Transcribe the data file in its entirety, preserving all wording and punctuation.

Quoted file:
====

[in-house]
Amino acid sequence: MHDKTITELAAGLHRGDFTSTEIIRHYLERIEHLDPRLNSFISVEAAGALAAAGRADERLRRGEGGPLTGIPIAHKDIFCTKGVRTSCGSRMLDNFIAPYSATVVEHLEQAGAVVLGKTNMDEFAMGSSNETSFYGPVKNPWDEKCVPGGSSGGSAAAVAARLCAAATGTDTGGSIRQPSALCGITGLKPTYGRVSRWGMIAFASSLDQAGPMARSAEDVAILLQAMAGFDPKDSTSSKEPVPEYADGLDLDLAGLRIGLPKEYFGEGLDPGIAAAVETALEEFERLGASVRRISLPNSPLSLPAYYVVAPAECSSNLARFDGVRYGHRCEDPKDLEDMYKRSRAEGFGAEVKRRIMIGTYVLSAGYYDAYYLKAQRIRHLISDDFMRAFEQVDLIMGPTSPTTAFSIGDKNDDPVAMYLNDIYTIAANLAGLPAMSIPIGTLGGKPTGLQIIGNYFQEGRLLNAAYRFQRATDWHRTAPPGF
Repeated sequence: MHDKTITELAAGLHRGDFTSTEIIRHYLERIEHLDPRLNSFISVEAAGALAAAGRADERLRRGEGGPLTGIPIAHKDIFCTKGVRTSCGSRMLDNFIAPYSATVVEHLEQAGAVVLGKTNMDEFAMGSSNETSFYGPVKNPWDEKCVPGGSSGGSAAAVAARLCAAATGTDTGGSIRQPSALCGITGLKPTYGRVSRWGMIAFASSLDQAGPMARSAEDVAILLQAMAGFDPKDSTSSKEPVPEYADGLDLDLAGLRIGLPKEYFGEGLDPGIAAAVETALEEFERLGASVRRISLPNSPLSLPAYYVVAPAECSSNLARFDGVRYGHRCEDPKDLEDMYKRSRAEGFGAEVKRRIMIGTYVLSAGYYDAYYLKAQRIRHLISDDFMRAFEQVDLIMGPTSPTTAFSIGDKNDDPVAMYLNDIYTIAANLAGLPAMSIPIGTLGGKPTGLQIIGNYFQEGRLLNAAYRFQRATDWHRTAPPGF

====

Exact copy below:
[in-house]
Amino acid sequence: MHDKTITELAAGLHRGDFTSTEIIRHYLERIEHLDPRLNSFISVEAAGALAAAGRADERLRRGEGGPLTGIPIAHKDIFCTKGVRTSCGSRMLDNFIAPYSATVVEHLEQAGAVVLGKTNMDEFAMGSSNETSFYGPVKNPWDEKCVPGGSSGGSAAAVAARLCAAATGTDTGGSIRQPSALCGITGLKPTYGRVSRWGMIAFASSLDQAGPMARSAEDVAILLQAMAGFDPKDSTSSKEPVPEYADGLDLDLAGLRIGLPKEYFGEGLDPGIAAAVETALEEFERLGASVRRISLPNSPLSLPAYYVVAPAECSSNLARFDGVRYGHRCEDPKDLEDMYKRSRAEGFGAEVKRRIMIGTYVLSAGYYDAYYLKAQRIRHLISDDFMRAFEQVDLIMGPTSPTTAFSIGDKNDDPVAMYLNDIYTIAANLAGLPAMSIPIGTLGGKPTGLQIIGNYFQEGRLLNAAYRFQRATDWHRTAPPGF
Repeated sequence: MHDKTITELAAGLHRGDFTSTEIIRHYLERIEHLDPRLNSFISVEAAGALAAAGRADERLRRGEGGPLTGIPIAHKDIFCTKGVRTSCGSRMLDNFIAPYSATVVEHLEQAGAVVLGKTNMDEFAMGSSNETSFYGPVKNPWDEKCVPGGSSGGSAAAVAARLCAAATGTDTGGSIRQPSALCGITGLKPTYGRVSRWGMIAFASSLDQAGPMARSAEDVAILLQAMAGFDPKDSTSSKEPVPEYADGLDLDLAGLRIGLPKEYFGEGLDPGIAAAVETALEEFERLGASVRRISLPNSPLSLPAYYVVAPAECSSNLARFDGVRYGHRCEDPKDLEDMYKRSRAEGFGAEVKRRIMIGTYVLSAGYYDAYYLKAQRIRHLISDDFMRAFEQVDLIMGPTSPTTAFSIGDKNDDPVAMYLNDIYTIAANLAGLPAMSIPIGTLGGKPTGLQIIGNYFQEGRLLNAAYRFQRATDWHRTAPPGF